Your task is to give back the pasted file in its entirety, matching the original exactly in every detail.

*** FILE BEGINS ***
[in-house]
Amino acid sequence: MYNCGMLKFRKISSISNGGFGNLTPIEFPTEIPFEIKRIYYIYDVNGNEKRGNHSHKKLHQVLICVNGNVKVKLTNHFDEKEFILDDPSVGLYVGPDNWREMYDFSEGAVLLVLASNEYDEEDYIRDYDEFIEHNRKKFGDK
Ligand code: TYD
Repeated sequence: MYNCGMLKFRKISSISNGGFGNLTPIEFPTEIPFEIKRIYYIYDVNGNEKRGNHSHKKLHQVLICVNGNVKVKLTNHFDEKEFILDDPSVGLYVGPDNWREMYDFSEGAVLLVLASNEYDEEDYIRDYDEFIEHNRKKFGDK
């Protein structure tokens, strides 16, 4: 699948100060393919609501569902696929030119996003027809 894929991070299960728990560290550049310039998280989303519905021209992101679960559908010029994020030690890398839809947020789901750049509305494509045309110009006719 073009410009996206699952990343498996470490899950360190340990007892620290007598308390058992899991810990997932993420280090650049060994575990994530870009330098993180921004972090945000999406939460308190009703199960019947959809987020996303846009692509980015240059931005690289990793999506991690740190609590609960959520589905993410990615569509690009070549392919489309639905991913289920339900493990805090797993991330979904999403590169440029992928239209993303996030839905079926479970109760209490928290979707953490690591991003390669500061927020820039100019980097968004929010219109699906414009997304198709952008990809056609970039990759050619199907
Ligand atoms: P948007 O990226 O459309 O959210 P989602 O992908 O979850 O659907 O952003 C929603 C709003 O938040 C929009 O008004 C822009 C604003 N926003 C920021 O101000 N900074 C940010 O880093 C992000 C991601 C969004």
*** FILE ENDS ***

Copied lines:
[in-house]
Amino acid sequence: MYNCGMLKFRKISSISNGGFGNLTPIEFPTEIPFEIKRIYYIYDVNGNEKRGNHSHKKLHQVLICVNGNVKVKLTNHFDEKEFILDDPSVGLYVGPDNWREMYDFSEGAVLLVLASNEYDEEDYIRDYDEFIEHNRKKFGDK
Ligand code: TYD
Repeated sequence: MYNCGMLKFRKISSISNGGFGNLTPIEFPTEIPFEIKRIYYIYDVNGNEKRGNHSHKKLHQVLICVNGNVKVKLTNHFDEKEFILDDPSVGLYVGPDNWREMYDFSEGAVLLVLASNEYDEEDYIRDYDEFIEHNRKKFGDK
């Protein structure tokens, strides 16, 4: 699948100060393919609501569902696929030119996003027809 894929991070299960728990560290550049310039998280989303519905021209992101679960559908010029994020030690890398839809947020789901750049509305494509045309110009006719 073009410009996206699952990343498996470490899950360190340990007892620290007598308390058992899991810990997932993420280090650049060994575990994530870009330098993180921004972090945000999406939460308190009703199960019947959809987020996303846009692509980015240059931005690289990793999506991690740190609590609960959520589905993410990615569509690009070549392919489309639905991913289920339900493990805090797993991330979904999403590169440029992928239209993303996030839905079926479970109760209490928290979707953490690591991003390669500061927020820039100019980097968004929010219109699906414009997304198709952008990809056609970039990759050619199907
Ligand atoms: P948007 O990226 O459309 O959210 P989602 O992908 O979850 O659907 O952003 C929603 C709003 O938040 C929009 O008004 C822009 C604003 N926003 C920021 O101000 N900074 C940010 O880093 C992000 C991601 C969004």